Bushes and Bump Stops

Understanding Bushes and Bump Stops

Bushes are cushions made of polyurethane, rubber or other materials. They are usually mounted on the steering joints and car suspensions to absorb shock from road bumps, reduce the movement in the joints, keep noise levels down and control vibrations. These components are thick, rubbery washers through which the bolts pass. Over time, bushings will start to wear out. In such a scenario, they will start to allow more movement. A driver will hear a rattling noise while driving on rough roads, during instances of heavy braking or when turning the wheel. Problems in the rear bushes might be hard to detect since they are not affected when the vehicle is turning.

Why Bushes are Important

Suspension bushes are used to absorb shock in the control arms, ball joints, stabiliser bars and strut mounts. You will also find the bushes in transmission mounts, engine mounting, steering parts and various parts of the suspension. Over time, these parts will wear out or crack, especially as a result of heat, stress from frequent movements and exposure to salts. Suspension bushes act as cartilages that protect the elbows and knees. Remember that cartilages prevent bone-to-bone contact, which can be extremely painful. In the same way, the bushings prevent metal-on-metal contact. When the bushings in the control arm wear out, they cause the car to lose its alignment. In such an instance, you will notice that new tyres will wear out prematurely.

When you should Inspect Bushes

Inspecting the bushings from time to time is vital. Whenever you hear a cranking sound in the shock absorbers and ball joints, the problem might be in the suspension bushes. Before you set out to replace the shock absorbers, you should inspect the bushes first. A thorough inspection will entail looking at the mounting points and every other joint that has a bush. Since the car has a myriad of cushioning joints, only a thorough inspection will reveal the problem. For example, loose stabiliser bars lead to a loss of alignment as a result of the leaning body. If the stabiliser bar is not broken, you will only need to replace the bushing.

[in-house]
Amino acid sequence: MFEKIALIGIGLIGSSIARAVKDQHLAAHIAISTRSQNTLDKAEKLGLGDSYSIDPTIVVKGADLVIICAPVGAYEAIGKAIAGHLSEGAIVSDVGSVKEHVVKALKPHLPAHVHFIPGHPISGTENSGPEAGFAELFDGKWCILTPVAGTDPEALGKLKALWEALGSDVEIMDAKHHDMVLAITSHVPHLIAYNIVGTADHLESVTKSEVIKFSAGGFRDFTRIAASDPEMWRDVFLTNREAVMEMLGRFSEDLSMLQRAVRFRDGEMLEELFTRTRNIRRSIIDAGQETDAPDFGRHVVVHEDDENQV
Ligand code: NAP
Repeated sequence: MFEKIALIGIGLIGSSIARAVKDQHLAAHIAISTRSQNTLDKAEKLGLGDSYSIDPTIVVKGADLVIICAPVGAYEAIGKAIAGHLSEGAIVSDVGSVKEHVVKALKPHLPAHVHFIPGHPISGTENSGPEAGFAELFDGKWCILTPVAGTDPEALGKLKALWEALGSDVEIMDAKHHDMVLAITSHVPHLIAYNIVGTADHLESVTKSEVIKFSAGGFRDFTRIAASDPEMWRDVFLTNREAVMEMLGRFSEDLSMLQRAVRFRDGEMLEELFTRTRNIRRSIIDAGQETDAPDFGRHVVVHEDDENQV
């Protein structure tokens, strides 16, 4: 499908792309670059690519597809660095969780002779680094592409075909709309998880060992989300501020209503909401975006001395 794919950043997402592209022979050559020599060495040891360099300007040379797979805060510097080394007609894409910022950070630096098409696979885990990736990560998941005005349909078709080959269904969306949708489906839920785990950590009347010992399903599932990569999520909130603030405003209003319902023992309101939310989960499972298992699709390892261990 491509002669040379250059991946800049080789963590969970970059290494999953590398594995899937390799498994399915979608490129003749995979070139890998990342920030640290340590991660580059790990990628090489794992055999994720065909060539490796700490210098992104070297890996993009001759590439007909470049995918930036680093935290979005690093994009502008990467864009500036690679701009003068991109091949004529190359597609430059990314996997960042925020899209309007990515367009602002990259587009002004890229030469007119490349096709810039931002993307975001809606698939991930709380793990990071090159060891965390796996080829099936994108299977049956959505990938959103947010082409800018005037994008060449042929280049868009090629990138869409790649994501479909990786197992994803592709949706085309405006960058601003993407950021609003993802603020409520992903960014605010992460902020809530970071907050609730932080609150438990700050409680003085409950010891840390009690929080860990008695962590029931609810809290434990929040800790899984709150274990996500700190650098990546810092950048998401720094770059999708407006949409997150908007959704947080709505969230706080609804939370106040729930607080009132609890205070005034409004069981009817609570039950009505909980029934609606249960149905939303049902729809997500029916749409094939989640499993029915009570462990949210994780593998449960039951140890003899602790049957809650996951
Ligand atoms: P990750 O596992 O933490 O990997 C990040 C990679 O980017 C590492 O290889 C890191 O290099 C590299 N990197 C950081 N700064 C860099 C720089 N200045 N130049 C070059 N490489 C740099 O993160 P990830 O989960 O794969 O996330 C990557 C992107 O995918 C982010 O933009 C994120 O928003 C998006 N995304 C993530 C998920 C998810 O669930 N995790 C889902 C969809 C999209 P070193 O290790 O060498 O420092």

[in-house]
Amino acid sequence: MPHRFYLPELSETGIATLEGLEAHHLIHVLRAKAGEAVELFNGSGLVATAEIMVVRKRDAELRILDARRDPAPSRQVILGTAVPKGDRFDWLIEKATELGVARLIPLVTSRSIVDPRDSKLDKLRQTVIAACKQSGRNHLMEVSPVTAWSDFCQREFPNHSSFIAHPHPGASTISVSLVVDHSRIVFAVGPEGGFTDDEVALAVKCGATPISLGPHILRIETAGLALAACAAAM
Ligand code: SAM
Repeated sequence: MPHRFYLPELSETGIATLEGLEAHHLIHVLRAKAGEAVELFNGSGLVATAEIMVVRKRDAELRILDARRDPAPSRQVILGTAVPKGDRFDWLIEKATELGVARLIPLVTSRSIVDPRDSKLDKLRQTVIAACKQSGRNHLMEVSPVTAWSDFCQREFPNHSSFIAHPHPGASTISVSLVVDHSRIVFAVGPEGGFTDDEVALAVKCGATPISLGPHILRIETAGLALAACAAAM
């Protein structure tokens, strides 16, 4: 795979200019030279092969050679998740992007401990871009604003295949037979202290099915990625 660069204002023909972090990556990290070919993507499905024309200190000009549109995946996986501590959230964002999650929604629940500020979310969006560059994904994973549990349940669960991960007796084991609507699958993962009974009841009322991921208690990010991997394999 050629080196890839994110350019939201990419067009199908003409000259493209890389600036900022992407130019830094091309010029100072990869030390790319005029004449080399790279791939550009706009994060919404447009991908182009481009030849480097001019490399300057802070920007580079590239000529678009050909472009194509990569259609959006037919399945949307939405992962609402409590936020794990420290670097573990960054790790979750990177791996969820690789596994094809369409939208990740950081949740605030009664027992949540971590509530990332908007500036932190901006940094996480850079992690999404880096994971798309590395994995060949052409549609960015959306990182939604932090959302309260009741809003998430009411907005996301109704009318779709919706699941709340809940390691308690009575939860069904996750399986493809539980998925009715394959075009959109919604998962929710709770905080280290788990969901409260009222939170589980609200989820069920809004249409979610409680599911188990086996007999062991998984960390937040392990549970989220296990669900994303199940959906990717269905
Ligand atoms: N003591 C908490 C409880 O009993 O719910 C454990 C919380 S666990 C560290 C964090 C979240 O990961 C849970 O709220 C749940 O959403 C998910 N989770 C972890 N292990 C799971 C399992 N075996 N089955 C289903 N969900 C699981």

Types of Bushes

Cars have many types of bushes. Before you plan to replace a worn out bush, it is vital to identify the type that is present, which will depend on the model of the vehicle. The following are some of the most common types of bushes.

Anti-roll Bar Bushes

Vehicles come with a vast array of bushes. Some bushings are easier to replace than others. The most commonly replaced bushings are the anti-roll bar types since the anti-roll bars are always twisting. The techniques used when replacing the anti-roll bar bushes vary from model to model. A reputable mechanic will have the knowledge as well as the specialist tools required to press the bushes during the removal process. Some anti-roll bars come with several bushes. The mechanic will remove the entire anti-roll bar in the quest to identify the worn out bushes. In some vehicles, you can replace the bushes without removing the entire anti-roll bar from the car.

Modern Bushes

In the older models, parts with grease fittings require regular lubrication. Once the parts dry out, they can be a source of noises and squeaks. Modern bushes, on the other hand, come with permanent lubrication tubes that eliminate the need for regular greasing. As such, modern bushes are quite easy to maintain. The bushings in these parts are encased in a metal tube. Once these bushes wear out, you have to replace the entire part to avoid the squeaking noises. Modern bushes can help you to lower the cost of maintenance since they save on labour, as well as the greasing. In addition, they will serve you well for several years.

Some bushes are easy to replace while others will require special knowledge and specialist tools. If you want your tyres to last longer, ensure that you maintain proper alignment in your vehicle. The best way to maintain the proper alignment is to replace your suspension bump stops often.

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